Once the child finishes exploring and travels back toward your care, this time you’re representing more of a “safe haven” than a “secure base,” and they need to feel three things: protection, comfort and appreciation.
Imagine taking your three-year-old to a playground: she might leave your side to play in a sandbox, which is the move toward exploring, but after a few minutes she may look in your direction and start to feel the need for reassurance, or for you to explore with her.
Or, picture taking your son to his first day at preschool: This is a nervous time for many children since it’s often one of the first times they’ll be left on their own. For the child to feel safe exploring, you may need to come into the class and act as the secure base until they feel comfortable and secure enough to explore.
Once he does feel safe enough to start playing with the other kids, you shouldn’t leave immediately. Wait until he looks back and sees your reassuring presence – at this point, you can make your way out without causing them to panic.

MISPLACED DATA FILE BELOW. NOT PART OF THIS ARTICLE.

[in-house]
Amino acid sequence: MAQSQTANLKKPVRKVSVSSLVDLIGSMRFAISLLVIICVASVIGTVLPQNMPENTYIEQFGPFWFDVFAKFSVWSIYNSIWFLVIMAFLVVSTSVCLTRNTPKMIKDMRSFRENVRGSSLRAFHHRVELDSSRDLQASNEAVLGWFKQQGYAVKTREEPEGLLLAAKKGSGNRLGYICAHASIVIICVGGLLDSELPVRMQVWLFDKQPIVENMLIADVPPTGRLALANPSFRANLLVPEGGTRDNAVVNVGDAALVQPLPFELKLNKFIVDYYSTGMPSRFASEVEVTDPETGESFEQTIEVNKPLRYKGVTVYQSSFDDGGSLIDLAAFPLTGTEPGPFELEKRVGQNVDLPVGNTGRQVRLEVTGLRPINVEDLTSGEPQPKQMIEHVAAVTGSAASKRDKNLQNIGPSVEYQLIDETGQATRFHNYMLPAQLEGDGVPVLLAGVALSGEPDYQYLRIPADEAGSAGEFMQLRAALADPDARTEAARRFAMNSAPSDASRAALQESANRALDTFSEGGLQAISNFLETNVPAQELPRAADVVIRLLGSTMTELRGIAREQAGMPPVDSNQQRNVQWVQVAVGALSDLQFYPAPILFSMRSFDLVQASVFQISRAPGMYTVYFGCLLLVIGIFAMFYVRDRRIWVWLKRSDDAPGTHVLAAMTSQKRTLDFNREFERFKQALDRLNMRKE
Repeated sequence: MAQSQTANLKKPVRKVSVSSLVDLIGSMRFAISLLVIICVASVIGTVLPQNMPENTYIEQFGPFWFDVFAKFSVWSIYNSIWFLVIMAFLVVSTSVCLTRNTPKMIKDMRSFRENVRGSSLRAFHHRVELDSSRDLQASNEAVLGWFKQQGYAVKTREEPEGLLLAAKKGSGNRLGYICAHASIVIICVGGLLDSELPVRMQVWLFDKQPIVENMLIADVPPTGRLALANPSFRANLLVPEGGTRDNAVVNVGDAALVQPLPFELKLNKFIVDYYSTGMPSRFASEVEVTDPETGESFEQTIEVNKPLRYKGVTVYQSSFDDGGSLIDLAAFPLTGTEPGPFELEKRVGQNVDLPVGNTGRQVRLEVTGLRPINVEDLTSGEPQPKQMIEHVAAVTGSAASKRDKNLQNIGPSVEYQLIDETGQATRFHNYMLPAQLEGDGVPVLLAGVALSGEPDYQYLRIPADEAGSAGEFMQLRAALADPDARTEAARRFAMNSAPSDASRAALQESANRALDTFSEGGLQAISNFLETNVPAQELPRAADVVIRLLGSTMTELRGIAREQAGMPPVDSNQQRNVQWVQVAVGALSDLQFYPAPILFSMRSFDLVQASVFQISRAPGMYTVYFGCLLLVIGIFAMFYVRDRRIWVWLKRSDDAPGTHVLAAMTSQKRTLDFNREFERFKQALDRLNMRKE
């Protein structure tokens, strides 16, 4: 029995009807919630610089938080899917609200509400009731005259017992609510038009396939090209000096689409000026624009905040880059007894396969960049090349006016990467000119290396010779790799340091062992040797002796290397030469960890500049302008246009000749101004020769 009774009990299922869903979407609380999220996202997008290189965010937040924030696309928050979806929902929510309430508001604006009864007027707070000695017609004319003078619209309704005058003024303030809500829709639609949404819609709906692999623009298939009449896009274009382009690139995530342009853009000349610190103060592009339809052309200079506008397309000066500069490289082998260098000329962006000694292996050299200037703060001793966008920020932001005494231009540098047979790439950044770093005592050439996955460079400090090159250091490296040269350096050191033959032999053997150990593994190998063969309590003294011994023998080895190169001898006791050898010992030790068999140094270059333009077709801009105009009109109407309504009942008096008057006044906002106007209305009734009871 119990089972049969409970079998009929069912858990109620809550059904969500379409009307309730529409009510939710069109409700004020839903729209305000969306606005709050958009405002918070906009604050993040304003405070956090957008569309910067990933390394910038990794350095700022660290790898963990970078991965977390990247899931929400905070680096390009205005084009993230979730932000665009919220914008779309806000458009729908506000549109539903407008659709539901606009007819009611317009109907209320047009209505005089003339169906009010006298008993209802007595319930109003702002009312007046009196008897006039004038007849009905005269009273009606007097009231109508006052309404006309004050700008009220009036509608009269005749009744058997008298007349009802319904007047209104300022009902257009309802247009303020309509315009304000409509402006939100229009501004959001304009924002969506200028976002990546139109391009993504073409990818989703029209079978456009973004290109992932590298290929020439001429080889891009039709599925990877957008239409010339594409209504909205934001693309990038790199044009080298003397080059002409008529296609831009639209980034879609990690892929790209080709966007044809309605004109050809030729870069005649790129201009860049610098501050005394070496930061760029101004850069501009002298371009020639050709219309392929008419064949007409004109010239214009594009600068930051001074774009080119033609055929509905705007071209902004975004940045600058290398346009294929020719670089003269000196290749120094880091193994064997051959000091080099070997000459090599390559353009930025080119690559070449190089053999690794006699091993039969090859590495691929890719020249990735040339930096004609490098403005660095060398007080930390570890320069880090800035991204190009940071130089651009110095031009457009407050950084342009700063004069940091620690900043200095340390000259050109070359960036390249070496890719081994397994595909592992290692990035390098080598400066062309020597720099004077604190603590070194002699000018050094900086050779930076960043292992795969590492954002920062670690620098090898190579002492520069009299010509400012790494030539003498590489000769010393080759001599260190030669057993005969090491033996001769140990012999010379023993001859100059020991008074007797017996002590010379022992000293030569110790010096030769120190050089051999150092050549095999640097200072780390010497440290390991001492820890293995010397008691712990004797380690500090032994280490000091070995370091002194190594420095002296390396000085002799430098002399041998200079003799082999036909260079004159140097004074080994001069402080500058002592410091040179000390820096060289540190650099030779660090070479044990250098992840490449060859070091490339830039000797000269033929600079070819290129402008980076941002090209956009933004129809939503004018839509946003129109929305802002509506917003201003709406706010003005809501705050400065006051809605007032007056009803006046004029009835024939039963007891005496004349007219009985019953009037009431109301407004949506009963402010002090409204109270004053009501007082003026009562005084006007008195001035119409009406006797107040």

Raising a Secure Child Key Idea #3: When your child is exploring, there are needs to help keep them feeling secure.
If children only required comfort and attention, parenting would be pretty easy. But there are points at the top and bottom of the circle that also need attention.
When children are moving to the three o’clock position – from your secure base to requiring your watchful care – they are busy exploring their environment, but still need your support during this time.
There are four ways to meet the needs of your child while they are exploring:
First, they’ll need you to watch what they’re doing. And while you’re watching, you need to know when to get involved, and when to support their independence. If your daughter is climbing a ladder at the park, you may feel like helping, but sometimes the best move is to let her be and encourage her self-reliance.